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Newton's Knighthood: Science or Politics?

Isaac Newton was knighted by Queen Anne on 16 April 1705 in the Master's Lodge of Trinity College, Cambridge. The ceremony was described in the London Gazette (No. 4116) and this is most readily available in Newton's Correspondence, IV p444. Although it is often claimed to have been a recognition of his scientific achievements, it was almost certainly purely motivated by the imminent parliamentary election in which Newton was standing.

Newton had been elected as one of the two members of parliament for Cambridge University on two previous occasions (1689 and 1701), and was persuaded to stand again in 1705. On 17 March, his patron, the Whig politician Charles Montague, Earl of Halifax, wrote saying:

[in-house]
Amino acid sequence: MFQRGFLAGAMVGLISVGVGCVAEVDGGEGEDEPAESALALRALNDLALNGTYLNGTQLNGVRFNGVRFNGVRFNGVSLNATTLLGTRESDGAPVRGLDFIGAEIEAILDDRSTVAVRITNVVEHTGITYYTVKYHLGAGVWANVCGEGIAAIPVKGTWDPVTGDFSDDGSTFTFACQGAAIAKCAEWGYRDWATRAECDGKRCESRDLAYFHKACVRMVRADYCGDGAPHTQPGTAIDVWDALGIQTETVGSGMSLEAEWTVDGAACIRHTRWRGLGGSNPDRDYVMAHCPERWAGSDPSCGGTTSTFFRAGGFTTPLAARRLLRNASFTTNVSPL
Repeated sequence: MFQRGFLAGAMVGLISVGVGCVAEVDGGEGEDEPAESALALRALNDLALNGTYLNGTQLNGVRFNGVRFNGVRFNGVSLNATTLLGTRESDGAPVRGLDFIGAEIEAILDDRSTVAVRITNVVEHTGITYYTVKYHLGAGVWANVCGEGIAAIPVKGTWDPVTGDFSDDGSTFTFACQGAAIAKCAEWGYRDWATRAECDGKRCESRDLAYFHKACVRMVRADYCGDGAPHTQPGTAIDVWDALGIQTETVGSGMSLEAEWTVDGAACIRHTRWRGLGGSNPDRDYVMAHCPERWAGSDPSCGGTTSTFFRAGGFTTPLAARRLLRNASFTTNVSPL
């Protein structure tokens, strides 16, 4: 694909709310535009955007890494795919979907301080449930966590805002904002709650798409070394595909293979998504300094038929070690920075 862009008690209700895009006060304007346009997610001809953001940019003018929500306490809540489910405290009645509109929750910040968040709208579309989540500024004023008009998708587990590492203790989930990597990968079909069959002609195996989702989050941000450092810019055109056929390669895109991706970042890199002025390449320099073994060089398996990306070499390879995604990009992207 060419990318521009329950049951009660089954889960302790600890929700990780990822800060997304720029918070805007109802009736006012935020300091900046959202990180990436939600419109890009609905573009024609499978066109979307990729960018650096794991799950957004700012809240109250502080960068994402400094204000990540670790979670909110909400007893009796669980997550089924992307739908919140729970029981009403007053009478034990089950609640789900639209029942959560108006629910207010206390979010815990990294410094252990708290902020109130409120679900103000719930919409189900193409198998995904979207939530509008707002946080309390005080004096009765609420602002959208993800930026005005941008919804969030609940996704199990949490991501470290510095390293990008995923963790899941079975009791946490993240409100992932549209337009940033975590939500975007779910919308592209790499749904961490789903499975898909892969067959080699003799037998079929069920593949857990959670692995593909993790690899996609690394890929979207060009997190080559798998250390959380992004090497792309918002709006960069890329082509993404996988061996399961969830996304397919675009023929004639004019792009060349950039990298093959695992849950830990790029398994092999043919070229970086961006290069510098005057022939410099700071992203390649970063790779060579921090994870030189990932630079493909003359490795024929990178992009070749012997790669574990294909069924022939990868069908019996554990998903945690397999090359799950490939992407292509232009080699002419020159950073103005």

if the Queen goes to Newmarket, and from thence to Cambridge she will give you great Assistance. The Torys say she makes that tour on purpose to turn Mr Ansley out (Corres, IV p439)
Mr Annesley was one of the sitting members for the constituency and a Tory. Further evidence of Halifax's involvement was the knighthood for his brother on the same day and the Queen's instructions to the University to award Halifax himself an honorary doctorate.

The election took place on 17 May. Despite the Queen's ``great Assistance'', Newton was last of the four candidates for the two Cambridge University seats and he never stood for parliament again. Mr Annesley received the most votes.


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